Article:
A more rigorous scrutiny of the available data can improve our understanding of the phenomenon of “missing” children and its main structural causes, and help refocus policy efforts to address the actual situation of child migrants.

Child migration to Europe is diverse. While unaccompanied minors are prominent in the public debate and official data, other children – particularly undocumented minors or those with asylum-seeking parents – are often invisible in data and policy.

Over 1 million people reached Italy and Greece by sea in 2015. The large majority of them are young men and women, including 250,000 children. According to data from the United Nations refugee agency (UNHCR) and International Organization for Migration, 94 percent of these children came to Greece, while a far smaller contingent – around 16,500 – arrived in Italy.

A closer look at the data on children arriving in Italy and Greece shows remarkable differences in their countries of origin and whether the children traveled alone.

The overwhelming majority of minors from Egypt – 98 percent – and Gambia – 96 percent – traveled alone on the treacherous sea crossing from North Africa. The opposite was the case for the young Syrians.

In Greece, where Syrians and Afghans make up the largest national groups of migrants arriving by sea, Syrian children are more likely to travel with someone responsible for them, but this is not the case for Afghan minors.

Top five nationalities and travel arrangements of under-18 arrivals in Italy in 2015. Elaboration: Nando Sigona; Source: IOM

Sea arrivals should not be conflated with asylum data. Not all migrants arriving by boat apply for asylum, and not everyone applying for asylum came on a boat. E.U. asylum data shows that 1.26 million first-time asylum applications were lodged in 2015, and 365,000 of the applicants were under 18 years old. Only 90,000 of them were recorded as unaccompanied minors.

Yet, there are substantial differences in international, European and national definitions of unaccompanied children. These definitions are important because different categories provide different levels of protection in law or in practice.

Some countries, including Italy, Spain and France, afford protection to unaccompanied children mostly on the basis of age and separation from relatives, leaving the consideration of the child’s asylum claim as secondary. In other countries, the status of the child’s asylum claim is paramount and is initiated at an early stage. This can lead to the quick dismissal of claims made by minors from so-called safe countries. There have been attempts to achieve some coherence at the E.U. level, but these have not always been successful.

There are also significant differences in the way data are collected on unaccompanied asylum-seeking children, and how identification occurs. In the U.K., each of the four nations differs in the way they collect and publish their statistics.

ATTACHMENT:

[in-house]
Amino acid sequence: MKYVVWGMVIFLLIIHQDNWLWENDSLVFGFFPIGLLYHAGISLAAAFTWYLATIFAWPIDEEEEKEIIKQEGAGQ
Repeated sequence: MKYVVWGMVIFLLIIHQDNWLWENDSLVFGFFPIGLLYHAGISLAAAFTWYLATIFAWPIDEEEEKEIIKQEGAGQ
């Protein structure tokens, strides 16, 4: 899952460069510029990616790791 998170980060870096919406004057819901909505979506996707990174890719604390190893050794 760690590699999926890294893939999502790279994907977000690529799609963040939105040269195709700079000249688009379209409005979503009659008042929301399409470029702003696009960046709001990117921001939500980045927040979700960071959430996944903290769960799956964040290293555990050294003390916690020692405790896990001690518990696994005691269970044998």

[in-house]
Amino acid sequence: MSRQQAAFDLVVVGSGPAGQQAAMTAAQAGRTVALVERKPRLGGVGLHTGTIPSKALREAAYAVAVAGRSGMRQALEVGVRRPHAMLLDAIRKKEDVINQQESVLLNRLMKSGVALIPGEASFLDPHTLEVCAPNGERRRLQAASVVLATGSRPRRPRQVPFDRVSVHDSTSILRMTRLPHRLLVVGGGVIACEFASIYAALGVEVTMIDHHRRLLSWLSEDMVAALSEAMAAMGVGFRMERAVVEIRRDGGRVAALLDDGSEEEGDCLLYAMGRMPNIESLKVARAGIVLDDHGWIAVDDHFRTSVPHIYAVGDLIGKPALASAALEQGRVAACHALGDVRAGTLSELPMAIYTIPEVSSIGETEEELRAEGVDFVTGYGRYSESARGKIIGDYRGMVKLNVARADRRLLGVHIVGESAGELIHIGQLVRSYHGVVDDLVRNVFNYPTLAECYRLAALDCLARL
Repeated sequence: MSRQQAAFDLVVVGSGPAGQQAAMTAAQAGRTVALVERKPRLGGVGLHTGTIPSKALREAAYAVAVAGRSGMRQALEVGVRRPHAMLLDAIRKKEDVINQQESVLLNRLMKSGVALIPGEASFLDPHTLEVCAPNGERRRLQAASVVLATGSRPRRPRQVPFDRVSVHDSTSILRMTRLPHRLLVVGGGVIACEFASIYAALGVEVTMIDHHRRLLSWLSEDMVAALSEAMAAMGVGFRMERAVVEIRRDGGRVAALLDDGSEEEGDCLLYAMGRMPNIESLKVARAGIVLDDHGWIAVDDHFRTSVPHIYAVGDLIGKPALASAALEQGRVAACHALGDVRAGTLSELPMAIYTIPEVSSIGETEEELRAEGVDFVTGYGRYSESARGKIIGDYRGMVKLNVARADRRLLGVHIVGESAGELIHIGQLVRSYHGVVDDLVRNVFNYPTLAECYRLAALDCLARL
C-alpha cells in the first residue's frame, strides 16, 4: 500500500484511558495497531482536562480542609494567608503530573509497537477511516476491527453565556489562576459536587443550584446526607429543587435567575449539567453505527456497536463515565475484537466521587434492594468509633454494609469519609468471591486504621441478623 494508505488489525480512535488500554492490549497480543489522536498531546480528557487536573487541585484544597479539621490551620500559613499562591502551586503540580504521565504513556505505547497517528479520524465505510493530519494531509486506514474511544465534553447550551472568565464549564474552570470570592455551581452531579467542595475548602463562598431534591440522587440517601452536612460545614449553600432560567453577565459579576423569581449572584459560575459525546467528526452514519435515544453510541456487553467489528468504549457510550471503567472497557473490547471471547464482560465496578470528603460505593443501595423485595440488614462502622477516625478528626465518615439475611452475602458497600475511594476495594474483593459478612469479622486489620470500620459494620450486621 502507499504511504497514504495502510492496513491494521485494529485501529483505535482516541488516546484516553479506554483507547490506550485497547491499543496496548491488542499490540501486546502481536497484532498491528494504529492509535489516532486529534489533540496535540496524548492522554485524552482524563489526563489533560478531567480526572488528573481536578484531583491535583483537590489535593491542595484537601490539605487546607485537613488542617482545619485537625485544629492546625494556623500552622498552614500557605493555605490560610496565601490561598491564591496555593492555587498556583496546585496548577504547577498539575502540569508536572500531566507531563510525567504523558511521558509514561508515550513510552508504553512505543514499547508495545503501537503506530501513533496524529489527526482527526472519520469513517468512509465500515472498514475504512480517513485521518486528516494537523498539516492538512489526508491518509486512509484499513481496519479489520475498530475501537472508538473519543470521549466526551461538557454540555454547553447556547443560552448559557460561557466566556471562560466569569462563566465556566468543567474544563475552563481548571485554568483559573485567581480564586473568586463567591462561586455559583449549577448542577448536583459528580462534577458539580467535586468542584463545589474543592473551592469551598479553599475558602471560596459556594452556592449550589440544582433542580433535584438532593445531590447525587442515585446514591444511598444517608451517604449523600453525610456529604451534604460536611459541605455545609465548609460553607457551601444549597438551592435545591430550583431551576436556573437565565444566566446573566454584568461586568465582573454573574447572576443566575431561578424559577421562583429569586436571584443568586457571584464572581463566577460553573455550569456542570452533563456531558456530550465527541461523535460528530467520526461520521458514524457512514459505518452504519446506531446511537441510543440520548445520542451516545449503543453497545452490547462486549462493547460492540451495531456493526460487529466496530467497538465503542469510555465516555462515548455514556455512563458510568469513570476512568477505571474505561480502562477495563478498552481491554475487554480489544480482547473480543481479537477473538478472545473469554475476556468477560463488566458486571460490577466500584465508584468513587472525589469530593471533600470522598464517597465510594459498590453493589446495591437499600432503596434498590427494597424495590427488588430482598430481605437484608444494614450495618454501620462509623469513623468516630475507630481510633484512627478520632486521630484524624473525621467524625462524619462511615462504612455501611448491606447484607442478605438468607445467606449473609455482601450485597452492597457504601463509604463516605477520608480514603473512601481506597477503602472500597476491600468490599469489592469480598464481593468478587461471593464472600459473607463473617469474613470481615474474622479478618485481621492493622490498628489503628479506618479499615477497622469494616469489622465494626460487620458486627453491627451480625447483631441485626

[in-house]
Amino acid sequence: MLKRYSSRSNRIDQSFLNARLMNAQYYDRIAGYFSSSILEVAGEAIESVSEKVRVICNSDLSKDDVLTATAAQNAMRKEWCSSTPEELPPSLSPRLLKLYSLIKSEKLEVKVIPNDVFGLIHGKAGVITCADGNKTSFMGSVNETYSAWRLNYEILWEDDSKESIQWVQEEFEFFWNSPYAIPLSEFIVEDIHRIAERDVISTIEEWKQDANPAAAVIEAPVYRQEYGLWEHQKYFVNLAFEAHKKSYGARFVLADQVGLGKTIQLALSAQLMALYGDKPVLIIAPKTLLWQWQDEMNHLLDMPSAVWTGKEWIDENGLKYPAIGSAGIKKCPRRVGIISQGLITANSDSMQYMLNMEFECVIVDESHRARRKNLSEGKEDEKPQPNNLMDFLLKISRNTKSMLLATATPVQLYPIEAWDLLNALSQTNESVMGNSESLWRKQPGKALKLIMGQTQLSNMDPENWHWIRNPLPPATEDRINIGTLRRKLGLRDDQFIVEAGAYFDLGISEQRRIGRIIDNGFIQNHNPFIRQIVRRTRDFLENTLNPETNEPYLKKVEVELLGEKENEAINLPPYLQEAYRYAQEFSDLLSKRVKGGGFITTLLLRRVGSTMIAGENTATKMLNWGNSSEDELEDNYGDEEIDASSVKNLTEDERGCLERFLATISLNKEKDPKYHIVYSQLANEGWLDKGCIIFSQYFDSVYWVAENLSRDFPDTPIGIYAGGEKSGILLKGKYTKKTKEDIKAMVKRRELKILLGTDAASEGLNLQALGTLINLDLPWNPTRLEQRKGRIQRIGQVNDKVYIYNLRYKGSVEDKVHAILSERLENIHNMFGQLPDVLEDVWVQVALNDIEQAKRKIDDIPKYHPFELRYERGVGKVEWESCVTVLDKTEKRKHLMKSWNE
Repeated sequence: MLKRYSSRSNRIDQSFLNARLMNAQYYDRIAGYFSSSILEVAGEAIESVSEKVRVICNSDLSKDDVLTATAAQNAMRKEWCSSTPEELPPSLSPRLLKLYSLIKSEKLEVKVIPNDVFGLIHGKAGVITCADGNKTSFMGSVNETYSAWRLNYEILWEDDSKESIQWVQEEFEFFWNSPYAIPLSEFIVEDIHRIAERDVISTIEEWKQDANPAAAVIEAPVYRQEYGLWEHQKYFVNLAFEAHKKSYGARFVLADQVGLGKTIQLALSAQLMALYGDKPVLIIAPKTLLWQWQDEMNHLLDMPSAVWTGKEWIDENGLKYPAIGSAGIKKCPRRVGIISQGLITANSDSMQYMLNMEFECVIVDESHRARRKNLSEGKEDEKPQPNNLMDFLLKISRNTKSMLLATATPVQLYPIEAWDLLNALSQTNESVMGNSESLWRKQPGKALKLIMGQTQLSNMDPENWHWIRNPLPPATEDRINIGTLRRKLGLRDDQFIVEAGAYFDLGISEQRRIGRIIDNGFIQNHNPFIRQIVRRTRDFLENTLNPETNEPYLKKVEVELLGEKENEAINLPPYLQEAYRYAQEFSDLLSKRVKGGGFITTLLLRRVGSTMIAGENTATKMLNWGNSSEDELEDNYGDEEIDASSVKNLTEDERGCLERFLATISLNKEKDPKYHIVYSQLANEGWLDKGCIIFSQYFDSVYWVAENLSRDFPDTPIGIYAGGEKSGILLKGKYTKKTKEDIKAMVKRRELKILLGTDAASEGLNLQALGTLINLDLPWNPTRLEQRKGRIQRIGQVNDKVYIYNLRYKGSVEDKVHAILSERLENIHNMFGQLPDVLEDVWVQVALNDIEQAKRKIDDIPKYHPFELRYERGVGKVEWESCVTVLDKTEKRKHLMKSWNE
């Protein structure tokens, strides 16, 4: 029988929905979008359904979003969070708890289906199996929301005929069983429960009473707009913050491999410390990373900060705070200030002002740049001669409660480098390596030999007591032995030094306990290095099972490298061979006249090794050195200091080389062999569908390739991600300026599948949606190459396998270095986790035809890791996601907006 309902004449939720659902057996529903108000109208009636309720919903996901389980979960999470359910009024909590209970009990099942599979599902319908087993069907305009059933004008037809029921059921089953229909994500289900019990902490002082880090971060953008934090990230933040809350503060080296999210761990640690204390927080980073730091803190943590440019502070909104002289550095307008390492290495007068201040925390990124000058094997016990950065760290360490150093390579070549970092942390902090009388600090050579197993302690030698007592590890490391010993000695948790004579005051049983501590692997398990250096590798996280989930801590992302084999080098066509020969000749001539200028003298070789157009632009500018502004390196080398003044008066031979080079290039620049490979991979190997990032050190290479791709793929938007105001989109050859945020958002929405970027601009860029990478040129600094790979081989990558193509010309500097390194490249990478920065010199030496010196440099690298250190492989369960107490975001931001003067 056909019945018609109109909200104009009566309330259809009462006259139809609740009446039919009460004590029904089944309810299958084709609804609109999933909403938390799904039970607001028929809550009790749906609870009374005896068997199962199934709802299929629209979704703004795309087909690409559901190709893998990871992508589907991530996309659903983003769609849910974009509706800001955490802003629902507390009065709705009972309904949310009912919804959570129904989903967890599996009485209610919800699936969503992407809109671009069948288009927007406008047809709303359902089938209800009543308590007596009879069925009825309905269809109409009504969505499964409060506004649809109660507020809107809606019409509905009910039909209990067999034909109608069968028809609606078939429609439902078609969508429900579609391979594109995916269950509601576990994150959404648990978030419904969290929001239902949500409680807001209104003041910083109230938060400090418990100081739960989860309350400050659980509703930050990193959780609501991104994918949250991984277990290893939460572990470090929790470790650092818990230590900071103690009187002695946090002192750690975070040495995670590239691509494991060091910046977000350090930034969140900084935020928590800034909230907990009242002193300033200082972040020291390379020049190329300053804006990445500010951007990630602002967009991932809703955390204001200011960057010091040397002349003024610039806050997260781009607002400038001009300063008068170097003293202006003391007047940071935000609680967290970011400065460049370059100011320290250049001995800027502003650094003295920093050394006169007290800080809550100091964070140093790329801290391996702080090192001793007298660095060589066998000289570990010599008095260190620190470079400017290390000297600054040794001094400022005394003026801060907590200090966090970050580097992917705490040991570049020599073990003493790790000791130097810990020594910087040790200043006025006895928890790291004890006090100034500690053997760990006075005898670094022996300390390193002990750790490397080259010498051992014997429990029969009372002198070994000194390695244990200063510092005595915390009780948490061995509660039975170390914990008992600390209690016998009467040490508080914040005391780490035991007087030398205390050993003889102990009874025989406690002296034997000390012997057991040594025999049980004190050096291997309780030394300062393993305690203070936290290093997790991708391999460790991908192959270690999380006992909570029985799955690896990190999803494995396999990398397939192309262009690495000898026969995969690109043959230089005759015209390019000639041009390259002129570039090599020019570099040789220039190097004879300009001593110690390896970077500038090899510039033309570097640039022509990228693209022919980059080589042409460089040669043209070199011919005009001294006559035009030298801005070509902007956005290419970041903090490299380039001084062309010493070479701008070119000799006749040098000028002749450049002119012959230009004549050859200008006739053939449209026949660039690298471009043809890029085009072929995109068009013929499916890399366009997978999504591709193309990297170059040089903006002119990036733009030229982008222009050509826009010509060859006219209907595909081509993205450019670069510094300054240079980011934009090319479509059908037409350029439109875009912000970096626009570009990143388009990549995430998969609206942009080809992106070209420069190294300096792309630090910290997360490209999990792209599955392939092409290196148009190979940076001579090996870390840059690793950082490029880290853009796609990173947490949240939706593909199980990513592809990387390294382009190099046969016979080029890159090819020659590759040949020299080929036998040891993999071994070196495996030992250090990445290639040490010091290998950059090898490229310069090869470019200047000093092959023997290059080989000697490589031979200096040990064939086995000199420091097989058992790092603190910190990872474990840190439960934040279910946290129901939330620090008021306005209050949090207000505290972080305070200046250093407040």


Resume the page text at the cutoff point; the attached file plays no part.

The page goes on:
Data on unaccompanied minors in the E.U. is aggregated from national statistics. As children may be moving between European countries, this process paradoxically can produce two opposite results: double counting and missing children.

A child may be recorded as unaccompanied upon arrival in Italy, for example, and then join family members elsewhere in Europe and lodge an asylum application as an “accompanied” minor. The paradox here is that a child can be counted as missing in Italy, reappear in another E.U.country and then be counted again under a different bureaucratic label. This phenomenon may be more widespread than many assume.

This can happen even within countries. Evidence from the research project Becoming Adult, for example, shows that double counting of unaccompanied minors is common in Italy.

E.U. data collection has struggled to adjust to the rapid movement of people across European borders. For example, age and gender are not often disaggregated for children arriving at the E.U.’s southern borders, in all transit countries, or for all dependents in asylum claims.

Disaggregated data would reveal the hitherto invisible children in Europe who are identified as “accompanied.” This is crucial because the majority of migrant and refugee children who reach Europe by sea are accompanied.

There is also an absence of data on family reunification and deficiencies in data on detention and return, particularly those who arrived as unaccompanied minors but have since reached 18 years of age.

The Europol announcement was far too appealing for well-meaning NGOs, advocates and politicians who were genuinely concerned with the plight of this invisible army of potential slaves. While the existence of cases of exploitation and trafficking is unquestionable, scrutiny of the data raises questions over the magnitude of the phenomenon and how Europol reached its figures.

Better data can improve our understanding of what drives unaccompanied children to go missing and help us to refocus our efforts to address the structural causes of the phenomenon, not least the E.U.’s policy and practices towards these children, in order to improve the situation of lone refugee and migrant children.

A full breakdown of this analysis of comparative data is available here.